I’d be remiss if I didn’t mention a little bit of politics before I wrap up. Australia got marriage equality – I, myself, am finally now blessed with the challenge of working out how to plan a wedding (my boyfriend and I are intending to marry on our 22nd anniversary in late 2018 – assuming we can agree on wedding rings, of course), and more broadly, politics again around the world managed to remind us of the truth to that saying by the French Philosopher, Albert Camus: “A man without ethics is a wild beast loosed upon this world.” (OK, I might be having a pointed glance at Donald Trump over in America when I say that, but it’s still a pertinent thing to keep in mind across the political and geographic spectrums.)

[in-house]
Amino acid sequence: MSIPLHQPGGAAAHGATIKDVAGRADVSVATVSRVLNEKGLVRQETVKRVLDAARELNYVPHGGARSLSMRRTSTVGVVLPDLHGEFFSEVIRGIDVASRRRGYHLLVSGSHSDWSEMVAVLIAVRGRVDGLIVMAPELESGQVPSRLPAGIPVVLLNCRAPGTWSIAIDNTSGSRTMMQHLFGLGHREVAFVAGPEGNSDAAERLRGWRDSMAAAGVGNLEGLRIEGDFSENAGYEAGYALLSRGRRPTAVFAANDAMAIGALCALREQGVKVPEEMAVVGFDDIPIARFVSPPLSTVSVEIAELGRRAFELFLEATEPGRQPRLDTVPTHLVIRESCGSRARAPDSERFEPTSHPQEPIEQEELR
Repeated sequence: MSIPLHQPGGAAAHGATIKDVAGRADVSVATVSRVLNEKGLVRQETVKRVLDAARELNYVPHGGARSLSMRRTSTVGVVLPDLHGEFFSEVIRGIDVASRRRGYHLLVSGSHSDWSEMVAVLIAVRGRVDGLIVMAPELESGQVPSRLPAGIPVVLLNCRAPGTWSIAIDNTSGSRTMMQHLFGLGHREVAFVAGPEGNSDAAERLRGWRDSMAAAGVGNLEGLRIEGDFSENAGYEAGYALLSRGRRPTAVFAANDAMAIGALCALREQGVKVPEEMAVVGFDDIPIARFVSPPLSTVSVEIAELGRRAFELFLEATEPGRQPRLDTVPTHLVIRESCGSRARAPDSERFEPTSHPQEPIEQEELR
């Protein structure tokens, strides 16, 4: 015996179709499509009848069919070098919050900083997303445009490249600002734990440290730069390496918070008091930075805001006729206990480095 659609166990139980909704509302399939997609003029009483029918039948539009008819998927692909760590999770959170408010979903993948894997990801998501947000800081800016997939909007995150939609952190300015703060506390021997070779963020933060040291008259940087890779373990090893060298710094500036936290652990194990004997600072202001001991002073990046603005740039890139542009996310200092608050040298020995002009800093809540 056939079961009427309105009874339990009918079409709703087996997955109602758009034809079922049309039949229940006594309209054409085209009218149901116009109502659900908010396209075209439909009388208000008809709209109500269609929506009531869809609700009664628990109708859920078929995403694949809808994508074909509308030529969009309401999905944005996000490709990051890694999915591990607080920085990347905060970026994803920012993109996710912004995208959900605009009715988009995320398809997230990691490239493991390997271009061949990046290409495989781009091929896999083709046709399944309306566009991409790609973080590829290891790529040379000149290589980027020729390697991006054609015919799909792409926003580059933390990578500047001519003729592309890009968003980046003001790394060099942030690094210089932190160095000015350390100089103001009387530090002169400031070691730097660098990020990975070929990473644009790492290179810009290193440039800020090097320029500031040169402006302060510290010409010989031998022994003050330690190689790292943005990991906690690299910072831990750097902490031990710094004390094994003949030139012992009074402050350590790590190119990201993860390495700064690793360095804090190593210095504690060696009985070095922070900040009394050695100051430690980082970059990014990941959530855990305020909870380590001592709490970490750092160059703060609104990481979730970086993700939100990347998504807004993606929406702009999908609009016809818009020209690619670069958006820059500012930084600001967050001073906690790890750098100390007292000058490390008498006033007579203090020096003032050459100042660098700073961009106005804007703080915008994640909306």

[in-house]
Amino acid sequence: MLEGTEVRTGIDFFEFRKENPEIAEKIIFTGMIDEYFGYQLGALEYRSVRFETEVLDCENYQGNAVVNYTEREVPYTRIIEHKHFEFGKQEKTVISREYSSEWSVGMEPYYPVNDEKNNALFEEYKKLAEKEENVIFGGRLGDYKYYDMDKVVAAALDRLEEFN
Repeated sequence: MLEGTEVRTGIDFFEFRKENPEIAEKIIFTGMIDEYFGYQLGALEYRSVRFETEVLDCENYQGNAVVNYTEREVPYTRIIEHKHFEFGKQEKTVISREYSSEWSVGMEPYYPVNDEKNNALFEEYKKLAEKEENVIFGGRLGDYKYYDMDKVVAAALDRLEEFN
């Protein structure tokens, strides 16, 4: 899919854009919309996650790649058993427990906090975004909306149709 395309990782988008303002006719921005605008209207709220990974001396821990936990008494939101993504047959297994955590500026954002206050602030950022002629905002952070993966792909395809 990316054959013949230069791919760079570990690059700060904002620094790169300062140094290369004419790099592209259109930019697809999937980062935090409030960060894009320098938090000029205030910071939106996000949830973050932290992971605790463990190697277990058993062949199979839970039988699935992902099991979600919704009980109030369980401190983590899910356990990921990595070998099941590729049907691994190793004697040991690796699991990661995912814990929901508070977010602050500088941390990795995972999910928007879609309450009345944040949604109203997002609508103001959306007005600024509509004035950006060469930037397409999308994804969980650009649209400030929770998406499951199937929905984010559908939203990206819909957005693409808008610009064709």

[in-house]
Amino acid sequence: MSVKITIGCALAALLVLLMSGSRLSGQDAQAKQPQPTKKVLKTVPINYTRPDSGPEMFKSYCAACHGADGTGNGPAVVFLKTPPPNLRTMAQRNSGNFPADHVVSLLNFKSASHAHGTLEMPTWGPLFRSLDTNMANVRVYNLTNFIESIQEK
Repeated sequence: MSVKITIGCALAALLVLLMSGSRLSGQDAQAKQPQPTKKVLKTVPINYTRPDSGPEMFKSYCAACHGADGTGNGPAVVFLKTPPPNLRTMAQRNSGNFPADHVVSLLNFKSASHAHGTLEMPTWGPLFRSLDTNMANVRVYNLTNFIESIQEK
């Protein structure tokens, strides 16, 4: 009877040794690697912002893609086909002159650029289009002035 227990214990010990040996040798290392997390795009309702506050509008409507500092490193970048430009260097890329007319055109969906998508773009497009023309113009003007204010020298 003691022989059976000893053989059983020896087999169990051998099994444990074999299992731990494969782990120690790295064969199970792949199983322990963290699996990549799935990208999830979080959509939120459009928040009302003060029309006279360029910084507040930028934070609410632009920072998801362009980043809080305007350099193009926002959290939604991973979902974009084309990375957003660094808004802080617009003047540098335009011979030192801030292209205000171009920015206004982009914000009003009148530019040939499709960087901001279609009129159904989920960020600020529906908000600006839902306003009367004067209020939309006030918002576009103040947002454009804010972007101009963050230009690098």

2017 wasn’t just about introducing converged data protection appliances and convergent data protection, but it was also a year where more businesses started to look at hyperconverged administration teams as well. That’s a topic that will only get bigger in 2018.

The DellEMC data protection family got a lot of updates across the board that I haven’t had time to cover this year – Avamar 7.5, Boost for Enterprise Applications 4.5, Enterprise Copy Data Management (eCDM) 2, and DDOS 6.1! Now that I sit back and think about it, my January could be very busy just catching up on things I haven’t had a chance to blog about this year.

I saw some great success stories with NetWorker in 2017, something I hope to cover in more detail into 2018 and beyond. You can see some examples of great success stories here.

I also started my next pet project – reviewing ethical considerations in technology. It’s certainly not going to be just about backup. You’ll see the start of the project over at Fools Rush In.